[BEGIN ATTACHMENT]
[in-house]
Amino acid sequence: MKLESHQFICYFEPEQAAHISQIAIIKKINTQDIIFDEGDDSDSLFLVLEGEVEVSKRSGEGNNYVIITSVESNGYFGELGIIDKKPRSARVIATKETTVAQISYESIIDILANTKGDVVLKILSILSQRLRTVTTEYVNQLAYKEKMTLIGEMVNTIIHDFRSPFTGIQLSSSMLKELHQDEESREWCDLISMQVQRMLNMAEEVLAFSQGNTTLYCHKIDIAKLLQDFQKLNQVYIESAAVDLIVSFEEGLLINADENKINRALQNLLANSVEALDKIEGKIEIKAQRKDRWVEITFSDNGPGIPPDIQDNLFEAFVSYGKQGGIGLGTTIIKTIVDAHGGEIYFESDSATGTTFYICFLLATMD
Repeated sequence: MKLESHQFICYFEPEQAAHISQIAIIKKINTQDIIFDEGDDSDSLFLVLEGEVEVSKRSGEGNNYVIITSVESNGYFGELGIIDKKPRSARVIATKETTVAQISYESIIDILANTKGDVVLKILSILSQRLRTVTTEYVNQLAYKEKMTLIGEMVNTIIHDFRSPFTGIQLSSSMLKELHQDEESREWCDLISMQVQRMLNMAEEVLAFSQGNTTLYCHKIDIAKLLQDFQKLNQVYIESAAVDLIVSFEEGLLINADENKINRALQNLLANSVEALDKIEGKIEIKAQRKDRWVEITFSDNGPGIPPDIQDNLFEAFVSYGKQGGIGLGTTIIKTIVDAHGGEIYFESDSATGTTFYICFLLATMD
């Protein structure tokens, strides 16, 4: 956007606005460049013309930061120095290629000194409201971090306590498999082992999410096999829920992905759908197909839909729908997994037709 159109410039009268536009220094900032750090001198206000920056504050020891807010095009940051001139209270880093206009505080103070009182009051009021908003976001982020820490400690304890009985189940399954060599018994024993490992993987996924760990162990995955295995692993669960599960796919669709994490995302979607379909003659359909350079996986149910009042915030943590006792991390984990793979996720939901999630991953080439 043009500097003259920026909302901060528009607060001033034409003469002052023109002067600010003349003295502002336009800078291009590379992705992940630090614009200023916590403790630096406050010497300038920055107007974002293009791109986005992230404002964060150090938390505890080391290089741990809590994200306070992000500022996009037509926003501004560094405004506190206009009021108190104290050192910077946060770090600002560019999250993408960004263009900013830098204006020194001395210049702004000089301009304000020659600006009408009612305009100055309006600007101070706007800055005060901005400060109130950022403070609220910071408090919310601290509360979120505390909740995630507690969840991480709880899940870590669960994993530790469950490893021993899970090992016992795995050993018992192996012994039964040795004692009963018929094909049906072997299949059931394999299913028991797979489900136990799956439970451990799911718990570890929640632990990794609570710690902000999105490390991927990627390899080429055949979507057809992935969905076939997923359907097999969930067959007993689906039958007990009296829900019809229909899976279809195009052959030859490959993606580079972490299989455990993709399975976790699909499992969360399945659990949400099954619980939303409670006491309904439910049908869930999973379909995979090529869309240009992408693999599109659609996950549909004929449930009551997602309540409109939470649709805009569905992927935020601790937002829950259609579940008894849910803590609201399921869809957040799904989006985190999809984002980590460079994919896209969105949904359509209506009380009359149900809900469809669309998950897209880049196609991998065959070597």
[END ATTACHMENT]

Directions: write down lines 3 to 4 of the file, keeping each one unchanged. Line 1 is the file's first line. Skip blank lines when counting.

Repeated sequence: MKLESHQFICYFEPEQAAHISQIAIIKKINTQDIIFDEGDDSDSLFLVLEGEVEVSKRSGEGNNYVIITSVESNGYFGELGIIDKKPRSARVIATKETTVAQISYESIIDILANTKGDVVLKILSILSQRLRTVTTEYVNQLAYKEKMTLIGEMVNTIIHDFRSPFTGIQLSSSMLKELHQDEESREWCDLISMQVQRMLNMAEEVLAFSQGNTTLYCHKIDIAKLLQDFQKLNQVYIESAAVDLIVSFEEGLLINADENKINRALQNLLANSVEALDKIEGKIEIKAQRKDRWVEITFSDNGPGIPPDIQDNLFEAFVSYGKQGGIGLGTTIIKTIVDAHGGEIYFESDSATGTTFYICFLLATMD
């Protein structure tokens, strides 16, 4: 956007606005460049013309930061120095290629000194409201971090306590498999082992999410096999829920992905759908197909839909729908997994037709 159109410039009268536009220094900032750090001198206000920056504050020891807010095009940051001139209270880093206009505080103070009182009051009021908003976001982020820490400690304890009985189940399954060599018994024993490992993987996924760990162990995955295995692993669960599960796919669709994490995302979607379909003659359909350079996986149910009042915030943590006792991390984990793979996720939901999630991953080439 043009500097003259920026909302901060528009607060001033034409003469002052023109002067600010003349003295502002336009800078291009590379992705992940630090614009200023916590403790630096406050010497300038920055107007974002293009791109986005992230404002964060150090938390505890080391290089741990809590994200306070992000500022996009037509926003501004560094405004506190206009009021108190104290050192910077946060770090600002560019999250993408960004263009900013830098204006020194001395210049702004000089301009304000020659600006009408009612305009100055309006600007101070706007800055005060901005400060109130950022403070609220910071408090919310601290509360979120505390909740995630507690969840991480709880899940870590669960994993530790469950490893021993899970090992016992795995050993018992192996012994039964040795004692009963018929094909049906072997299949059931394999299913028991797979489900136990799956439970451990799911718990570890929640632990990794609570710690902000999105490390991927990627390899080429055949979507057809992935969905076939997923359907097999969930067959007993689906039958007990009296829900019809229909899976279809195009052959030859490959993606580079972490299989455990993709399975976790699909499992969360399945659990949400099954619980939303409670006491309904439910049908869930999973379909995979090529869309240009992408693999599109659609996950549909004929449930009551997602309540409109939470649709805009569905992927935020601790937002829950259609579940008894849910803590609201399921869809957040799904989006985190999809984002980590460079994919896209969105949904359509209506009380009359149900809900469809669309998950897209880049196609991998065959070597």